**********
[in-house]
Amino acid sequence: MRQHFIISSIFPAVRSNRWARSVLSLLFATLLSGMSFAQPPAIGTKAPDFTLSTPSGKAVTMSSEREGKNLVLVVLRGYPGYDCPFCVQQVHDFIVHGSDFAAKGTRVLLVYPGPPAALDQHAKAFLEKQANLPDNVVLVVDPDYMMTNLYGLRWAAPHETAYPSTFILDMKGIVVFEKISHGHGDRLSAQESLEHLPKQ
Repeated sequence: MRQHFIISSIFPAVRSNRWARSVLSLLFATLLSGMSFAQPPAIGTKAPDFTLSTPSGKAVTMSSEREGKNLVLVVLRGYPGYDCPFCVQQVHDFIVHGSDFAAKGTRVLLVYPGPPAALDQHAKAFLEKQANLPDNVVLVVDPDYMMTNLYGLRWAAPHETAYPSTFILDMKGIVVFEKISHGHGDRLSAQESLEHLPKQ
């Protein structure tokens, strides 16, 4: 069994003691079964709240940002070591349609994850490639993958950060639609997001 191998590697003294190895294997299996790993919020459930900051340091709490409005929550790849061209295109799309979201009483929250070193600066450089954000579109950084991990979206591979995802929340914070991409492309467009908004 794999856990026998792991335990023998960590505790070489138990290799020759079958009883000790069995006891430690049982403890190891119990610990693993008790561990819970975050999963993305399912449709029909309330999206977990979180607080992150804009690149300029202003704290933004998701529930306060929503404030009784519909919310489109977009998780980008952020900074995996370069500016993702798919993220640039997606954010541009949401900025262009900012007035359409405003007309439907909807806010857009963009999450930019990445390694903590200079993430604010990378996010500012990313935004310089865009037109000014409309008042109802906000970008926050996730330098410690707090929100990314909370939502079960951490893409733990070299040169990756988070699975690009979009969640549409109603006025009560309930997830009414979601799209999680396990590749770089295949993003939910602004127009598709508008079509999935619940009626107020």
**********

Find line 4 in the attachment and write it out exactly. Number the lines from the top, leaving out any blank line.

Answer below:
């Protein structure tokens, strides 16, 4: 069994003691079964709240940002070591349609994850490639993958950060639609997001 191998590697003294190895294997299996790993919020459930900051340091709490409005929550790849061209295109799309979201009483929250070193600066450089954000579109950084991990979206591979995802929340914070991409492309467009908004 794999856990026998792991335990023998960590505790070489138990290799020759079958009883000790069995006891430690049982403890190891119990610990693993008790561990819970975050999963993305399912449709029909309330999206977990979180607080992150804009690149300029202003704290933004998701529930306060929503404030009784519909919310489109977009998780980008952020900074995996370069500016993702798919993220640039997606954010541009949401900025262009900012007035359409405003007309439907909807806010857009963009999450930019990445390694903590200079993430604010990378996010500012990313935004310089865009037109000014409309008042109802906000970008926050996730330098410690707090929100990314909370939502079960951490893409733990070299040169990756988070699975690009979009969640549409109603006025009560309930997830009414979601799209999680396990590749770089295949993003939910602004127009598709508008079509999935619940009626107020």